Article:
SUNLAND : Owners Hope to Save Sterling’s From Razing
Sterling’s, a landmark restaurant and one of the key meeting places in the mountain community of Sunland, may have to be torn down because of earthquake damage. But its owners are doing their best to save it.
“I’ve sent letters to everyone I can think of,” said Al Jesensky, co-owner of the restaurant, which opened in 1938 and specializes in pan-fried chicken and steaks.
Ben Caputo is the other co-owner of the restaurant, which has been closed since the Northridge earthquake.
“We were starting to make a comeback when Jan. 17 hit,” Jesensky said.
He said business had dropped off in recent years, mainly because Lockheed Corp. has pulled most of its operations out of Burbank, taking many big dinners and banquet functions with it.
When the Jan. 17 quake buckled floors, cracked walls and separated the walk-in freezer and refrigerator from the walls, the restaurant was in default on a loan from the Small Business Administration. That is why SBA officials turned down their loan application, even though Sterling’s sustained $300,000 in quake damage, Jesensky said.
“We’re saying that if we had a second chance we could pay both off,” Jesensky said.
If the restaurant could reopen in time for the Christmas season, it would have a better chance of survival, he said.
However, a tougher deadline looms over the owners’ heads. On July 1, the Los Angeles City Department of Building and Safety issued a notice giving Sterling’s 90 days to be repaired. If the restaurant does not comply with the order by the end of September, it could be torn down.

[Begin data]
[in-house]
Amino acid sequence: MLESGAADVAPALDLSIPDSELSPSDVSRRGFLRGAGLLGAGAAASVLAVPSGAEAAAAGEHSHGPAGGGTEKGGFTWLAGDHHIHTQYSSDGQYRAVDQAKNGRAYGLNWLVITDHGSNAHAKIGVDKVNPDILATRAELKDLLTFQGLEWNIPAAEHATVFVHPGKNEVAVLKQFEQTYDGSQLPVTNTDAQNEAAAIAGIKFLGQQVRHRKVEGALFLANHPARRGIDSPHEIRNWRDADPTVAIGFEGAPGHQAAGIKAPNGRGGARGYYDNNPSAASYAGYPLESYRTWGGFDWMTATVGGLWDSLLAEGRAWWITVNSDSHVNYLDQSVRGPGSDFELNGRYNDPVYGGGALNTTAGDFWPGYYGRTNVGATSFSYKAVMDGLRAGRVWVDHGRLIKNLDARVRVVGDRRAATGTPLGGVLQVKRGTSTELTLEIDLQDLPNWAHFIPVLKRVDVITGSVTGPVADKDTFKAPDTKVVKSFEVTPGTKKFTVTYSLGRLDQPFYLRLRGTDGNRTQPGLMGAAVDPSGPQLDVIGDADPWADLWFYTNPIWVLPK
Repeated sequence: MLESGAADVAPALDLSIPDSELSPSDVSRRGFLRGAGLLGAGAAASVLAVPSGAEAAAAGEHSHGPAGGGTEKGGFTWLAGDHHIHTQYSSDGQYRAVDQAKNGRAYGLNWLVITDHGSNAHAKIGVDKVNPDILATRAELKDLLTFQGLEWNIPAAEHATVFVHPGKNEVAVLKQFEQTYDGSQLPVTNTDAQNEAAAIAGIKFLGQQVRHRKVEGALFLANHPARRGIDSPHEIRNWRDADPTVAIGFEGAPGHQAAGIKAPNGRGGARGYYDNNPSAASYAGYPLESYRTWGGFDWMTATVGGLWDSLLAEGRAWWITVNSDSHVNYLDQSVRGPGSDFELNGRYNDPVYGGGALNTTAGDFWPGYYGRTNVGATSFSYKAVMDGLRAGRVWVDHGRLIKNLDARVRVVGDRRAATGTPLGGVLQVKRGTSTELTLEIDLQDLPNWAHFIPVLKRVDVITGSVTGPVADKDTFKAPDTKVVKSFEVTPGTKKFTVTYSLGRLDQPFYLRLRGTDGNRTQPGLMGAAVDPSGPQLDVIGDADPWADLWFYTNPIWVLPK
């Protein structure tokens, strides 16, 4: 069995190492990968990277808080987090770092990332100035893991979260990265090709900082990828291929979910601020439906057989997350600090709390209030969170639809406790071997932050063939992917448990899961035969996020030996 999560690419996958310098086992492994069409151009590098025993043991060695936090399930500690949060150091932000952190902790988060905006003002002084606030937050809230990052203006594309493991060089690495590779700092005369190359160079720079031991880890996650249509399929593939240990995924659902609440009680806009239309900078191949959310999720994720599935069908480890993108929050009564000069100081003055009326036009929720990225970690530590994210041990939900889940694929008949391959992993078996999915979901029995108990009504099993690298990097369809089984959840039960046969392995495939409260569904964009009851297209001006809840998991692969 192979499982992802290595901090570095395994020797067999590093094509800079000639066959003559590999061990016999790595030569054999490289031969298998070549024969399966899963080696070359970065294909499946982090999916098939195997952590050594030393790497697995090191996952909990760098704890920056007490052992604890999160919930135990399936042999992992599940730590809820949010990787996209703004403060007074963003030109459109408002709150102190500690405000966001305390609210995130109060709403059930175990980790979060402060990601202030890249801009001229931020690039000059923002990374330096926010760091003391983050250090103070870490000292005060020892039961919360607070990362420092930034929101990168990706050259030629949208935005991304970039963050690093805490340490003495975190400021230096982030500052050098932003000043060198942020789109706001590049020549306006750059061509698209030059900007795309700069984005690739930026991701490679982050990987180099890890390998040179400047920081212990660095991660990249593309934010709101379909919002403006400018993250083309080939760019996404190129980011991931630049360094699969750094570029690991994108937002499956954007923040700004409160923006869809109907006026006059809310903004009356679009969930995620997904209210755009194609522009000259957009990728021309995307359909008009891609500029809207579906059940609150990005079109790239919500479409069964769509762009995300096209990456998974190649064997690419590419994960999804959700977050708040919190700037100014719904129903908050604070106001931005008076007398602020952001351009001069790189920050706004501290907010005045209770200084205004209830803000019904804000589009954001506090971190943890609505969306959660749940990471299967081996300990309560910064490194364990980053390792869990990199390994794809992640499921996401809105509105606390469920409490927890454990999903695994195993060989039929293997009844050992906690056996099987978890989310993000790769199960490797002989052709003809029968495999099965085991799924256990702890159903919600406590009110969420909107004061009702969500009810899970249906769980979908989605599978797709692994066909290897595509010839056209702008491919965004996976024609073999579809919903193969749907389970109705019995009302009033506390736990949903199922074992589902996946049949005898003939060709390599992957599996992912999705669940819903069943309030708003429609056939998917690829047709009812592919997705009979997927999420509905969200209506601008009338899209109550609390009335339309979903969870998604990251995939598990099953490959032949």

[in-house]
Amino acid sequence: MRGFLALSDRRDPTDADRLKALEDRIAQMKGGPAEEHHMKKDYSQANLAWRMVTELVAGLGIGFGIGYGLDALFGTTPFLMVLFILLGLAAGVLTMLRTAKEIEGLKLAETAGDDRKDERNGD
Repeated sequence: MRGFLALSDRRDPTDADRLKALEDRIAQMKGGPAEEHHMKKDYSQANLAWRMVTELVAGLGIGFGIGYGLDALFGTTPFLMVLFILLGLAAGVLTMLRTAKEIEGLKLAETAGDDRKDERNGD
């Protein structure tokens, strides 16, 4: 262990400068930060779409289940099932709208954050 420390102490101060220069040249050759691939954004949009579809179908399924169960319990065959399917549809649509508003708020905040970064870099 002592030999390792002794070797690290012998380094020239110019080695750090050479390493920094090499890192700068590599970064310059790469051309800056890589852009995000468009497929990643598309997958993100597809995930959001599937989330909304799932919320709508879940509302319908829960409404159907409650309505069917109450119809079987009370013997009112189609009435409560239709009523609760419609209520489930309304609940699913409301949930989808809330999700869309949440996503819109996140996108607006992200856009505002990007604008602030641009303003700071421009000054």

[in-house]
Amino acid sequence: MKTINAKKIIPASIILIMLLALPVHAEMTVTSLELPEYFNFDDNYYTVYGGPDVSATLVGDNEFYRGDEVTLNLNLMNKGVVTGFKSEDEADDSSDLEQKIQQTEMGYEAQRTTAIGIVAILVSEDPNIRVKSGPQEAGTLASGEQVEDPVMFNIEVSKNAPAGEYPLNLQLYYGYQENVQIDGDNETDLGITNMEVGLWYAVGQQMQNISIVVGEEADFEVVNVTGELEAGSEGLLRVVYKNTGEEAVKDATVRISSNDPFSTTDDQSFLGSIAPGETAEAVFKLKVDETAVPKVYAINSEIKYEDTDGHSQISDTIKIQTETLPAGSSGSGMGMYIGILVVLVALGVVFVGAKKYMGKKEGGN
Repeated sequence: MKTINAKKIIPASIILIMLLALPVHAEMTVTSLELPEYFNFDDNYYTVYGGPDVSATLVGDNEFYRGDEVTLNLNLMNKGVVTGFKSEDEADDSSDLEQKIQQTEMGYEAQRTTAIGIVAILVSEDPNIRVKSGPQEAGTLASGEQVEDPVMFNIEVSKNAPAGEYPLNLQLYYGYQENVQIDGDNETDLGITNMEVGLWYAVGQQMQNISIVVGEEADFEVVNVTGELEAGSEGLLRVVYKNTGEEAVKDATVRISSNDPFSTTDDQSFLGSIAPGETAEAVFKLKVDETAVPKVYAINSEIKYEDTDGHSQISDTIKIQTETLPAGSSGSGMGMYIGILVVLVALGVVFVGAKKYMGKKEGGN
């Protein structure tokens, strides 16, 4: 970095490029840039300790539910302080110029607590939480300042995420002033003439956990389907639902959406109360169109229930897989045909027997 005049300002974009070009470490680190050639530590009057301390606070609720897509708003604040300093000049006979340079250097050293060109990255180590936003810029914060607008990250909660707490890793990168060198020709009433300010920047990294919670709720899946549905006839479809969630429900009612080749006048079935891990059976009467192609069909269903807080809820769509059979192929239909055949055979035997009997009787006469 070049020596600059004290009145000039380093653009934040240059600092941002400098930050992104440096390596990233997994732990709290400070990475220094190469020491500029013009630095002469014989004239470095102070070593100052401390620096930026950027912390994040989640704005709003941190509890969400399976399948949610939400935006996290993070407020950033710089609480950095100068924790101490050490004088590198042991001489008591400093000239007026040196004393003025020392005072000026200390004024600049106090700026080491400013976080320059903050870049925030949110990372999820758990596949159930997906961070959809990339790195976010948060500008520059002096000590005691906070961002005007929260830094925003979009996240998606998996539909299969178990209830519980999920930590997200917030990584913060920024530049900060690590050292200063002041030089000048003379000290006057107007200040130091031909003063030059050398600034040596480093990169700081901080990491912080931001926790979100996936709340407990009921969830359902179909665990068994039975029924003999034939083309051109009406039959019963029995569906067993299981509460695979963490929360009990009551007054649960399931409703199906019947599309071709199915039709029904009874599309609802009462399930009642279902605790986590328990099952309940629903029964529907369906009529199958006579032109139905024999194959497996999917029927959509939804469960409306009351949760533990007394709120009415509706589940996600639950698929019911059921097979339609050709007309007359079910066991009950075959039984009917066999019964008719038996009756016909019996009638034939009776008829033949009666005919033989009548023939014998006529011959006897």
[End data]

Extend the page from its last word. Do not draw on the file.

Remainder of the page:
Jesensky said he needs more time because he is trying to appeal the SBA’s denial of his loan. But, he said, city officials will not consider an extension of that deadline until the 90 days have elapsed.
Hoping to use public sentiment to sway the officials, Sterling’s started a petition drive two weeks ago. Petitions will be presented to city officials in September to ask for help in sparing the restaurant.
Sterling’s supporters also have contacted Councilman Joel Wachs and state Assemblyman Bill Hoge (R-Pasadena) to ask for help. Jesensky said he has written to a variety of federal officials--including President Bill Clinton--to no avail.
“This is so frustrating because on the whole, FEMA (the Federal Emergency Management Agency) and the SBA have been relatively good in helping us with most of the people who contact us with a problem,” said Arline DeSanctis, Wachs’ chief field deputy.
Usually, Wachs’ office has resolved problems by working out communications problems between loan applicants and state and federal officials, she said. In this case, Wachs has written James Lee Witt, FEMA’s director, a letter dated Aug. 8 to ask him to investigate the matter. Witt has not yet responded to the request, DeSanctis said.
“We’ve had many letters from people in the community about this,” DeSanctis said, adding that local chambers of commerce had been appealing for help to save the restaurant.
“The community has felt they have suffered a great loss,” said DeSanctis, adding that she also liked the restaurant.
“I thought it was delightful,” she said. “It sort of reflected the rural atmosphere of Sunland-Tujunga.”
But it was also a central part of life in this community.
“It’s probably the only meeting place where you can have banquets and meetings in town,” said Jim Mertzel, the former head of the Sunland-Tujunga Coordinating Council. “When something has been there as long as that I guess it does have sentimental value.”